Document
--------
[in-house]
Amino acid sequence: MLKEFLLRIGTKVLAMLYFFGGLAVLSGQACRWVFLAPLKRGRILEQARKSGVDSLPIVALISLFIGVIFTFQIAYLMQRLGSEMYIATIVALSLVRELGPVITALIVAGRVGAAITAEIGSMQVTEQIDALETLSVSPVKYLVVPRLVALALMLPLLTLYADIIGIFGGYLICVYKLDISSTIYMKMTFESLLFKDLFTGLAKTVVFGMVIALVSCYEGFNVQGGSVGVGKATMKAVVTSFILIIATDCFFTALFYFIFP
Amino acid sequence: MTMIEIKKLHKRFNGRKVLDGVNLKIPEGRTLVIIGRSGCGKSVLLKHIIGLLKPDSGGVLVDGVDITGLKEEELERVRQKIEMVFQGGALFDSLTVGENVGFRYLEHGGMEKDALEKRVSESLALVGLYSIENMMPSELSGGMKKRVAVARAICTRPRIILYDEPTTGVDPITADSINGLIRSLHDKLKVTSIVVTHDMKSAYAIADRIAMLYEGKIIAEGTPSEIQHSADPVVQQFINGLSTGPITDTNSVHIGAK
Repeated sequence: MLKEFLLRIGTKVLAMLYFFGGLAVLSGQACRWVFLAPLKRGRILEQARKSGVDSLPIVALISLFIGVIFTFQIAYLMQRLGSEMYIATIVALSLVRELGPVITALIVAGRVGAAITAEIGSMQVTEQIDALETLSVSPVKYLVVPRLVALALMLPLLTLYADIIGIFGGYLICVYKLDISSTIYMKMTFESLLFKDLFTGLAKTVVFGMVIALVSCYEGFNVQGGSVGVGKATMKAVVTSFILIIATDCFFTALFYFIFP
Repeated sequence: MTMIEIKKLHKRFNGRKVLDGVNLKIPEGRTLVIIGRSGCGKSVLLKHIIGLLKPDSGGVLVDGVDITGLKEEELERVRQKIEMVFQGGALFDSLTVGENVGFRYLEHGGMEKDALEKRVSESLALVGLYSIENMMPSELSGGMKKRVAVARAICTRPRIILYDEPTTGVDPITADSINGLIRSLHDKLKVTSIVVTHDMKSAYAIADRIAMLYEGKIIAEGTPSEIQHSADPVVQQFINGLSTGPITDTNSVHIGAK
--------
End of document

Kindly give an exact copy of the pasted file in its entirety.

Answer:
[in-house]
Amino acid sequence: MLKEFLLRIGTKVLAMLYFFGGLAVLSGQACRWVFLAPLKRGRILEQARKSGVDSLPIVALISLFIGVIFTFQIAYLMQRLGSEMYIATIVALSLVRELGPVITALIVAGRVGAAITAEIGSMQVTEQIDALETLSVSPVKYLVVPRLVALALMLPLLTLYADIIGIFGGYLICVYKLDISSTIYMKMTFESLLFKDLFTGLAKTVVFGMVIALVSCYEGFNVQGGSVGVGKATMKAVVTSFILIIATDCFFTALFYFIFP
Amino acid sequence: MTMIEIKKLHKRFNGRKVLDGVNLKIPEGRTLVIIGRSGCGKSVLLKHIIGLLKPDSGGVLVDGVDITGLKEEELERVRQKIEMVFQGGALFDSLTVGENVGFRYLEHGGMEKDALEKRVSESLALVGLYSIENMMPSELSGGMKKRVAVARAICTRPRIILYDEPTTGVDPITADSINGLIRSLHDKLKVTSIVVTHDMKSAYAIADRIAMLYEGKIIAEGTPSEIQHSADPVVQQFINGLSTGPITDTNSVHIGAK
Repeated sequence: MLKEFLLRIGTKVLAMLYFFGGLAVLSGQACRWVFLAPLKRGRILEQARKSGVDSLPIVALISLFIGVIFTFQIAYLMQRLGSEMYIATIVALSLVRELGPVITALIVAGRVGAAITAEIGSMQVTEQIDALETLSVSPVKYLVVPRLVALALMLPLLTLYADIIGIFGGYLICVYKLDISSTIYMKMTFESLLFKDLFTGLAKTVVFGMVIALVSCYEGFNVQGGSVGVGKATMKAVVTSFILIIATDCFFTALFYFIFP
Repeated sequence: MTMIEIKKLHKRFNGRKVLDGVNLKIPEGRTLVIIGRSGCGKSVLLKHIIGLLKPDSGGVLVDGVDITGLKEEELERVRQKIEMVFQGGALFDSLTVGENVGFRYLEHGGMEKDALEKRVSESLALVGLYSIENMMPSELSGGMKKRVAVARAICTRPRIILYDEPTTGVDPITADSINGLIRSLHDKLKVTSIVVTHDMKSAYAIADRIAMLYEGKIIAEGTPSEIQHSADPVVQQFINGLSTGPITDTNSVHIGAK